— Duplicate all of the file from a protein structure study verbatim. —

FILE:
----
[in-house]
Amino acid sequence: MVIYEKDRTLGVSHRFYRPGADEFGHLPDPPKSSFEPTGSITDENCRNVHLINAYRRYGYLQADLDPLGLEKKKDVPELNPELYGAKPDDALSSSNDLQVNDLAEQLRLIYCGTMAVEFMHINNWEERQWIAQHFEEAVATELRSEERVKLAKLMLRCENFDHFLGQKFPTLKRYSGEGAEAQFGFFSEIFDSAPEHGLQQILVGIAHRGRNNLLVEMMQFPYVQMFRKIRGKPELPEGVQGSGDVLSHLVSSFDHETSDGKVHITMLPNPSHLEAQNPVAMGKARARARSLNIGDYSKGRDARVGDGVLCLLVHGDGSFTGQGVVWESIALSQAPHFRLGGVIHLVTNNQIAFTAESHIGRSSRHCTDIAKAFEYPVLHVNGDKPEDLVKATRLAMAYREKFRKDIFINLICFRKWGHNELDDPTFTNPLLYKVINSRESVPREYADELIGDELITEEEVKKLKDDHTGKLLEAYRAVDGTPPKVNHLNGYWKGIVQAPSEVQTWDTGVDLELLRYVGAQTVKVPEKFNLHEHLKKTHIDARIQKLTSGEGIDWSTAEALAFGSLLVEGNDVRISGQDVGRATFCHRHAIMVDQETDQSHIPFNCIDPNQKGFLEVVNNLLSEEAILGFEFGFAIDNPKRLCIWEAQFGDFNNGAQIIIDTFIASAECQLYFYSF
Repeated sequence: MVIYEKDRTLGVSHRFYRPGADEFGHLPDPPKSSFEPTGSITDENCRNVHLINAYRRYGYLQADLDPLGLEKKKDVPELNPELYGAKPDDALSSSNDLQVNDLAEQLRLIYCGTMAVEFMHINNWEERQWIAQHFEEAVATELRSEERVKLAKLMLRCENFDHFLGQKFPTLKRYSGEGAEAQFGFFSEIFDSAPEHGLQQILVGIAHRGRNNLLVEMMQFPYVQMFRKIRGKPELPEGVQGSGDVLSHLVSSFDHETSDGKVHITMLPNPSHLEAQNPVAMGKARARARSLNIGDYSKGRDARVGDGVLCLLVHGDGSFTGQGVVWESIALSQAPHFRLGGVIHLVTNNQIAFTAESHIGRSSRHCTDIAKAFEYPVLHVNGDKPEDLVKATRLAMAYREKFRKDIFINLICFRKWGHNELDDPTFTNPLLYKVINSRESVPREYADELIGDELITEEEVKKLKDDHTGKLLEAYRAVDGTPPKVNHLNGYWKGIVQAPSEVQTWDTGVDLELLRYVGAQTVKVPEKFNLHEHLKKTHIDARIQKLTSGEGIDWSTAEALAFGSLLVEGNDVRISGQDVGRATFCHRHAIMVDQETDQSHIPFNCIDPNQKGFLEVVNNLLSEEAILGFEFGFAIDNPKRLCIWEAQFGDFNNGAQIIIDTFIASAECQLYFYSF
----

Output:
[in-house]
Amino acid sequence: MVIYEKDRTLGVSHRFYRPGADEFGHLPDPPKSSFEPTGSITDENCRNVHLINAYRRYGYLQADLDPLGLEKKKDVPELNPELYGAKPDDALSSSNDLQVNDLAEQLRLIYCGTMAVEFMHINNWEERQWIAQHFEEAVATELRSEERVKLAKLMLRCENFDHFLGQKFPTLKRYSGEGAEAQFGFFSEIFDSAPEHGLQQILVGIAHRGRNNLLVEMMQFPYVQMFRKIRGKPELPEGVQGSGDVLSHLVSSFDHETSDGKVHITMLPNPSHLEAQNPVAMGKARARARSLNIGDYSKGRDARVGDGVLCLLVHGDGSFTGQGVVWESIALSQAPHFRLGGVIHLVTNNQIAFTAESHIGRSSRHCTDIAKAFEYPVLHVNGDKPEDLVKATRLAMAYREKFRKDIFINLICFRKWGHNELDDPTFTNPLLYKVINSRESVPREYADELIGDELITEEEVKKLKDDHTGKLLEAYRAVDGTPPKVNHLNGYWKGIVQAPSEVQTWDTGVDLELLRYVGAQTVKVPEKFNLHEHLKKTHIDARIQKLTSGEGIDWSTAEALAFGSLLVEGNDVRISGQDVGRATFCHRHAIMVDQETDQSHIPFNCIDPNQKGFLEVVNNLLSEEAILGFEFGFAIDNPKRLCIWEAQFGDFNNGAQIIIDTFIASAECQLYFYSF
Repeated sequence: MVIYEKDRTLGVSHRFYRPGADEFGHLPDPPKSSFEPTGSITDENCRNVHLINAYRRYGYLQADLDPLGLEKKKDVPELNPELYGAKPDDALSSSNDLQVNDLAEQLRLIYCGTMAVEFMHINNWEERQWIAQHFEEAVATELRSEERVKLAKLMLRCENFDHFLGQKFPTLKRYSGEGAEAQFGFFSEIFDSAPEHGLQQILVGIAHRGRNNLLVEMMQFPYVQMFRKIRGKPELPEGVQGSGDVLSHLVSSFDHETSDGKVHITMLPNPSHLEAQNPVAMGKARARARSLNIGDYSKGRDARVGDGVLCLLVHGDGSFTGQGVVWESIALSQAPHFRLGGVIHLVTNNQIAFTAESHIGRSSRHCTDIAKAFEYPVLHVNGDKPEDLVKATRLAMAYREKFRKDIFINLICFRKWGHNELDDPTFTNPLLYKVINSRESVPREYADELIGDELITEEEVKKLKDDHTGKLLEAYRAVDGTPPKVNHLNGYWKGIVQAPSEVQTWDTGVDLELLRYVGAQTVKVPEKFNLHEHLKKTHIDARIQKLTSGEGIDWSTAEALAFGSLLVEGNDVRISGQDVGRATFCHRHAIMVDQETDQSHIPFNCIDPNQKGFLEVVNNLLSEEAILGFEFGFAIDNPKRLCIWEAQFGDFNNGAQIIIDTFIASAECQLYFYSF